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Photo by Michael Cover (copied from Flickr)
So the plane is landing and I’m sitting next to my friend Sara who is going to NYU — in business class, mind you — we got upgraded — and she is whispering to herself so I realize that, hello, she is saying a prayer. Like reciting ayat-ul-kursi, okay. And I’m like I want to remember this moment, I want to immortalize it, I want to always remember what it felt like when I landed at JFK for the first time in my life.
And all of my life’s moments, the defining ones, are associated with one prayer or another: bismillah, ayat-ul-kursi, surah-fatiha. And so I kept listening to Norah Jones’s “Carry On” over and over and over. Norah in my ears as the green patches became trees, Norah in my ears as the ground hit the wheels. Carry On, Carry On. I felt bad too because I always feel like God is waiting for me, specifically for me, to fuck up. And like if everything in America turns out to be a bad experience, God will be like, honey, go complain to Norah Jones.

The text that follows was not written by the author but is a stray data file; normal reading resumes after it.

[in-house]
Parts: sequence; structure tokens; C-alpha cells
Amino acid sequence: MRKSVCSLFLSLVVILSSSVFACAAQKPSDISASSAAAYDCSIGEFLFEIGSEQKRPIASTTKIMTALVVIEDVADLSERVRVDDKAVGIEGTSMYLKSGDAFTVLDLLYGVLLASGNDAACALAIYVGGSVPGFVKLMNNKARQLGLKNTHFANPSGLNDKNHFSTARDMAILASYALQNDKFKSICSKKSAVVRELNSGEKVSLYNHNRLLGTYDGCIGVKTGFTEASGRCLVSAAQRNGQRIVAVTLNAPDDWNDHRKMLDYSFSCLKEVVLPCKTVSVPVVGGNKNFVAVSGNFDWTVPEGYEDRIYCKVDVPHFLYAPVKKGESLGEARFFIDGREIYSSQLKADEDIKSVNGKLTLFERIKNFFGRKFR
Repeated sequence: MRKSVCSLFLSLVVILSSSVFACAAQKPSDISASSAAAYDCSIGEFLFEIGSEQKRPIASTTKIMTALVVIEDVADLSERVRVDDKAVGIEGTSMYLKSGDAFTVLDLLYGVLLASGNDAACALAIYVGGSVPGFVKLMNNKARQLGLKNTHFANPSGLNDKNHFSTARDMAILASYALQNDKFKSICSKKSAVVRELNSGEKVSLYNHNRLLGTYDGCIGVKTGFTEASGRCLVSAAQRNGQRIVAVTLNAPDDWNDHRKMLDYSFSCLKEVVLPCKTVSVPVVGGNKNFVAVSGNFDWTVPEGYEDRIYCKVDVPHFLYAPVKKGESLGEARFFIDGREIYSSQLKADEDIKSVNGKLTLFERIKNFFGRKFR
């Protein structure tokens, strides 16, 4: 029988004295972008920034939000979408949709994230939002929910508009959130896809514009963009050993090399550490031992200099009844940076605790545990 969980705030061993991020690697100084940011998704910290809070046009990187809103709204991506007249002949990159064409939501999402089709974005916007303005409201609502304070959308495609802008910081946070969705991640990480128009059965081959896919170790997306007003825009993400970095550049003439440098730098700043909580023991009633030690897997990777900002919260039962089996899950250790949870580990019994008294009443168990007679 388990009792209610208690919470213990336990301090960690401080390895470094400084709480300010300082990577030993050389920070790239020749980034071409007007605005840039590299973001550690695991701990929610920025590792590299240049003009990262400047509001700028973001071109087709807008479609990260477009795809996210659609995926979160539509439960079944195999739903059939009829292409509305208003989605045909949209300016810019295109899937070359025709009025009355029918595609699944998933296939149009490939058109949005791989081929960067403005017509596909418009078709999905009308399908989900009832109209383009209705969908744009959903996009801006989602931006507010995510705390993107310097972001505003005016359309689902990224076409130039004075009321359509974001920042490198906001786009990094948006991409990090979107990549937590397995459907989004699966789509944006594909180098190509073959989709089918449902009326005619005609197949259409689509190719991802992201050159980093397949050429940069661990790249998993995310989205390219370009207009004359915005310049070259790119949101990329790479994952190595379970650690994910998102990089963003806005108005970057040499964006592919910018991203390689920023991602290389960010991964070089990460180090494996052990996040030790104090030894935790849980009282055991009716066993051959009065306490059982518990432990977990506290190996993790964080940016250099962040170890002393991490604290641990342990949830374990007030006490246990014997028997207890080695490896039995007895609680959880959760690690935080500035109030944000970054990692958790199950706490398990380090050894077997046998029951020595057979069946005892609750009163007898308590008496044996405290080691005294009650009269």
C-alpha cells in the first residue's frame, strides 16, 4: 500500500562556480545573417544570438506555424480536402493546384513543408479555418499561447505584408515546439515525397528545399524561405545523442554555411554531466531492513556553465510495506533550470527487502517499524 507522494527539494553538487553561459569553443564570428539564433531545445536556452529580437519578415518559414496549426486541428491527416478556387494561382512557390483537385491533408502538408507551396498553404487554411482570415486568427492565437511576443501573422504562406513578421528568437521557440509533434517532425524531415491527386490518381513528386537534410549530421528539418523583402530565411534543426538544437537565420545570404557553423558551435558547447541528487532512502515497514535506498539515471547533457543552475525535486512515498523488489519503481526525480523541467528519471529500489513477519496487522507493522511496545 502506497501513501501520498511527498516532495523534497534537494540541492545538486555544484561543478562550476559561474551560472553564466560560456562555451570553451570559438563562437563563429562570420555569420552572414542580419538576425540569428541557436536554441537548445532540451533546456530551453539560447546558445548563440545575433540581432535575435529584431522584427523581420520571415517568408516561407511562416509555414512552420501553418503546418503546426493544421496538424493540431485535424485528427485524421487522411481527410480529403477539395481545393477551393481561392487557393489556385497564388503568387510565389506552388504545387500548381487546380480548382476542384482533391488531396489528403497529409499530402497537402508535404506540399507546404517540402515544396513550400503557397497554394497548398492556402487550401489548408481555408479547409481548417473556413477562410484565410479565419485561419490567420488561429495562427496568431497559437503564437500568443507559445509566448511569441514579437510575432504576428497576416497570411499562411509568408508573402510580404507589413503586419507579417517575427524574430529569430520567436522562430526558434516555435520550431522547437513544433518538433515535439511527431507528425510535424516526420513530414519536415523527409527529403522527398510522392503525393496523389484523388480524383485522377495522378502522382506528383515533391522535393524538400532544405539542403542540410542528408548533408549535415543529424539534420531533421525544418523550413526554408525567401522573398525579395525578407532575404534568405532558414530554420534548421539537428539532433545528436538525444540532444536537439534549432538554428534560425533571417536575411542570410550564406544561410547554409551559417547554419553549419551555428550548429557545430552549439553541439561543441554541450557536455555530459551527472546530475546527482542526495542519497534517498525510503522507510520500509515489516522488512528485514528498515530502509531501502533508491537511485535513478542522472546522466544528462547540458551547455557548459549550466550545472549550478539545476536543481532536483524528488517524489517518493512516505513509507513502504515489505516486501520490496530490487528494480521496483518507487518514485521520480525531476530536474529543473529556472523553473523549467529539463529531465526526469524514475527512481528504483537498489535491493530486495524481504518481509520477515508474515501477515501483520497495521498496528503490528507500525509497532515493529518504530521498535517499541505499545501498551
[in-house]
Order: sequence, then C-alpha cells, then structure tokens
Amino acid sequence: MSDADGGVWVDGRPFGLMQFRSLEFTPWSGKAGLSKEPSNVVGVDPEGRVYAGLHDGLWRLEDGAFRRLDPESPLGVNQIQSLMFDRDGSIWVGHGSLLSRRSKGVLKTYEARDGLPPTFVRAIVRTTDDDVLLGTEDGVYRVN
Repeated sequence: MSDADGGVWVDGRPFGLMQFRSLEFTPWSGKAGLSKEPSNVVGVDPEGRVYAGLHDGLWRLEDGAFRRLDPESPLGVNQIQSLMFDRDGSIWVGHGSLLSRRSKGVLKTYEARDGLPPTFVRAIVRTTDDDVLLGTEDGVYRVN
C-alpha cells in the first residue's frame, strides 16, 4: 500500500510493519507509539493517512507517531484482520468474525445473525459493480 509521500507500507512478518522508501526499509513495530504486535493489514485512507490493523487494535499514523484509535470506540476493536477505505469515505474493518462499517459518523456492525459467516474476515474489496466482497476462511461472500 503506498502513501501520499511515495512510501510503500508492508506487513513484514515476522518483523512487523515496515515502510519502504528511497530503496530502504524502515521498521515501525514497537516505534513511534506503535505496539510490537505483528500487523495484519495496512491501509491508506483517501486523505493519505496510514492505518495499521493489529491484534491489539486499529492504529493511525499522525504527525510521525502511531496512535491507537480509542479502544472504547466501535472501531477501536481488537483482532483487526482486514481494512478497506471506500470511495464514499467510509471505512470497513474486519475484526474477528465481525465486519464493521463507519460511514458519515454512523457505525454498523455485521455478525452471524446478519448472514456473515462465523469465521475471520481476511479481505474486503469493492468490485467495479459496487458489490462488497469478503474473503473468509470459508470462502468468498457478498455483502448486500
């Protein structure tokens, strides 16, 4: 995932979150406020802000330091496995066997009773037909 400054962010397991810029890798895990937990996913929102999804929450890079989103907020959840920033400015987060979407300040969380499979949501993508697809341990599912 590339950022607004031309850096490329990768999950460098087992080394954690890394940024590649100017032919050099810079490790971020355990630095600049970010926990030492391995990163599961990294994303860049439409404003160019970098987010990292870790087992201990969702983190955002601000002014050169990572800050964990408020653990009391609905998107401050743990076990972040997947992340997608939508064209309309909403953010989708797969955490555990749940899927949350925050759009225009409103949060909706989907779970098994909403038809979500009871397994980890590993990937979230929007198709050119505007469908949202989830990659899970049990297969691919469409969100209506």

Rabia Saeed is from Kohat, Pakistan. She was a finalist for the Editor's Prize in Prose for Meridian, and awarded the Harvey Swados Fiction Prize. She teaches Creative Writing at University of Massachusetts, Amherst.